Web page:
How to borrow for the first time

How to borrow for the first time
Written by Mark Grimley
Published on 5th July 2017
Updated on 17th August 2018
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Are you a first time borrower?

Navigating the credit landscape for the first time can be daunting, however, if you're armed with the right information you’ll not only feel more confident, but things will become simpler, making it much easier to ensure you choose wisely and find the right product.

Credit in the simplest terms is borrowing money. The more obvious types of credit are credit cards and loans, however, even your gym and phone contracts are credit agreements and will affect your credit file.

Covering the basics

When applying for credit, the status of your credit file along with your current circumstances, both lifestyle and financial are key factors for lenders when deciding whether not to lend to you. By making sure you tick the following boxes, not only will you improve your credit score but you will greatly increase your chances of acceptance. -

  • Stability – Moving house too often will make you seem unreliable – try to settle in one place.
  • Register on the electoral roll – This acts as proof of your address to lenders.
  • Your job – Starting a new job too frequently will make lenders question your stability and whether you can afford to make repayments.
  • Be in control of your finances – Having a current account and keeping within your overdraft limit shows that you're in control.
  • Don't be late – Make sure you stay on top of your repayments. Being late or defaulting on repayments can stay on your credit file for up to 6 years.
  • Have a landline – It’s a bit old school and something that’s increasingly rare, but lenders also see a landline phone as a measure of stability.

Products for first-time borrowers

There are a number of providers out there that offer specific first-time credit. Credit cards from Capital One, Aqua and Vanquis, do come with higher representative APRs, but this is due to the higher risk you would pose with limited, or poor, credit history. Most of the time providers will give you a low credit limit initially, and once you have used the card and paid off the balance each month and prove your credit worthiness you will be able to access more. Beware, using a credit card does come with a caution sticker – you want to show how responsible you are with money, and if you fall into too much debt, and fail to make repayments, it will negatively impact your credit file, affecting your financial decisions in the future. There are also some credit cards that come with a 0% introductory period, meaning that you won’t pay interest on your purchases for the first few months – again this is a great opportunity to spend a little each month, and then clear that balance. Browse our credit card comparison table to see how they compare.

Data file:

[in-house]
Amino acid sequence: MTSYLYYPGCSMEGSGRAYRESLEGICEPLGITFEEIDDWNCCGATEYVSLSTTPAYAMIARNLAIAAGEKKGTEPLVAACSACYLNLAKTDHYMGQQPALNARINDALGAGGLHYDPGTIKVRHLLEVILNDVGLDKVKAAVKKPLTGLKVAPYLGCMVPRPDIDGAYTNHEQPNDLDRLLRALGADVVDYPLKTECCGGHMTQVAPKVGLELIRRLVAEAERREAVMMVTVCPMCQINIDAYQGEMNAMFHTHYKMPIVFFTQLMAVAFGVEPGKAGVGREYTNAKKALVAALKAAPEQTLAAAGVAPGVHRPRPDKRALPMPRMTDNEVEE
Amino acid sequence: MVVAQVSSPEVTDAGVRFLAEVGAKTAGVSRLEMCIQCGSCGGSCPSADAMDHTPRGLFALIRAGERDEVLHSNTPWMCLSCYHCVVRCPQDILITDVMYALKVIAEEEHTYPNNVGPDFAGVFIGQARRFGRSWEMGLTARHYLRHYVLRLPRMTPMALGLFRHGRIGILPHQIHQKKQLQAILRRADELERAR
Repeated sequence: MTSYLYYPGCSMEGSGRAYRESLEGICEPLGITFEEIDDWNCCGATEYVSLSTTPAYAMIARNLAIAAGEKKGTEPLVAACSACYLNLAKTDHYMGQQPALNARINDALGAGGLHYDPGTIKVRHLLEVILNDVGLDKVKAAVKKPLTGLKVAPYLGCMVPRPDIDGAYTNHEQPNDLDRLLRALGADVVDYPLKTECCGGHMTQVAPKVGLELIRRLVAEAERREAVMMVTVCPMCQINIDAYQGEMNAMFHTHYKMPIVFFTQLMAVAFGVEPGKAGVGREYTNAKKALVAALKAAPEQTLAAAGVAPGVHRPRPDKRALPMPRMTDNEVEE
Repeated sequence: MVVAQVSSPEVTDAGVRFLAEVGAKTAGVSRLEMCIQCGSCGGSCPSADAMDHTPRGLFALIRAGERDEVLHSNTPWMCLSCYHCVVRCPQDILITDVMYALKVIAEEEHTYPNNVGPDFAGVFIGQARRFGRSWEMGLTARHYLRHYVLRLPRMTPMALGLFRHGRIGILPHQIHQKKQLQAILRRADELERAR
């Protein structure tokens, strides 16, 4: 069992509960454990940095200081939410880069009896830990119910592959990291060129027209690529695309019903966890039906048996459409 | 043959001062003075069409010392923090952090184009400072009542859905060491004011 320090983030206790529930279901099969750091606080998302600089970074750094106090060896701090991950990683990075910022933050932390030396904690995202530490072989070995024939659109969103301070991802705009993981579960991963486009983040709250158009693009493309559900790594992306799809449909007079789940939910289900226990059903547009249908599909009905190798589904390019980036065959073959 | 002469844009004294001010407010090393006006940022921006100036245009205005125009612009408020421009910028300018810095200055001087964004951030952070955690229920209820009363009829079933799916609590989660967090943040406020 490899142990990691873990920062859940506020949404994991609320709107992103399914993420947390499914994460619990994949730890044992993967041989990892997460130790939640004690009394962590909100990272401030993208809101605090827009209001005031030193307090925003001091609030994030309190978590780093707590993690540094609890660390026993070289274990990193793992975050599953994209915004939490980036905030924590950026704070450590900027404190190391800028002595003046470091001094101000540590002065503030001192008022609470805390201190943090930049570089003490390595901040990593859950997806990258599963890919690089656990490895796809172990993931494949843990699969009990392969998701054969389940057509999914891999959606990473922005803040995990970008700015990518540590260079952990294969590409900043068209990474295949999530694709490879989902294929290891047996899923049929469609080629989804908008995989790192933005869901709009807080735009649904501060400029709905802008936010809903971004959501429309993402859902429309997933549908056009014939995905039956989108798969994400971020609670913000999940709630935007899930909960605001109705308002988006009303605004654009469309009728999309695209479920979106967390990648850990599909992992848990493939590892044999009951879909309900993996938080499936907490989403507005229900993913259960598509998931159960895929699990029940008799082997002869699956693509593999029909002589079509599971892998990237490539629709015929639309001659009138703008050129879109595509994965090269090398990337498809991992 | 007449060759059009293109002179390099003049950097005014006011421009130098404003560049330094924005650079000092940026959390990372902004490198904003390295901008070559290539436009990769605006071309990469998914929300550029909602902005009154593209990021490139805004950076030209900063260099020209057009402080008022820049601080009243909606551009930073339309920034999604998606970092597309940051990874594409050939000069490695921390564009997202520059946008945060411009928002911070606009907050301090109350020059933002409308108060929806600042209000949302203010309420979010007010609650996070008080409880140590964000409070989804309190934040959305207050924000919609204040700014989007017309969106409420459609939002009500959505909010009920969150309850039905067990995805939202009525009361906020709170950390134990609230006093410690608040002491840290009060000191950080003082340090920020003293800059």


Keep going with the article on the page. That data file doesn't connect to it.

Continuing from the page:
Loans to build credit for first-time borrowers

Taking out a small instalment loan, such as one for a car, can also show future lenders that you are creditworthy. Choosing a lender that fits your circumstances and is affordable means that you can make your monthly repayments and help towards improving your credit. One thing to watch out for is the majority of high street lenders with the lowest representative APRs will require you to have a perfect credit history. If you have limited or poor credit, it's unlikely you will be accepted by these lenders. Instead, it's worth starting our free personalised eligibility check to find the most suitable lenders for you to compare.

Find Loans

Use the Choose Wisely Eligibility Checker to find a suitable lender in just a few minutes, without impacting your credit score.

Guarantor Loans

If you have poor or limited credit but are on a firm financial footing guarantor loans are an option worth considering. Guarantor loans will require you to have someone, such as a family member or friend with good credit to act as security in case you miss your repayments. Guarantor lenders, on the whole, are a relatively cheap form of alternative credit for those excluded from mainstream providers, like the banks and high street lenders. However, they do come with a warning as if you miss or default on repayments, providers will contact your guarantor asking that they make the payment on your behalf. It is therefore extremely important you are positive you can afford the repayments before you apply, otherwise, those closest to you will have to pick up the pieces.

Warning: Making multiple applications

The last piece of advice, which is essential to remember, is that every time you make an application for credit, you will leave an imprint on your credit file, even if it’s a decline. So research thoroughly and shop around for the best lender for your circumstances before you apply. Avoid making too many applications in one go as even the soft searches can leave their mark and can make you look unreliable to other lenders. Instead, you can perform a Choose Wisely Eligibility Checker. This will provide you with a list of suitable list of lenders that you can compare, meaning you can apply to one that you have a greater chance of acceptance with.

Find Loans

Use the Choose Wisely Eligibility Checker to find a suitable lender in just a few minutes, without impacting your credit score.

Mark Grimley
Written by
Mark Grimley
Head of Partnerships & Take Control Author at Choose Wisely

Mark joined Choose Wisely in 2015. He continues to work in close contact with the providers, brokers and journalists operating in the world of consumer credit.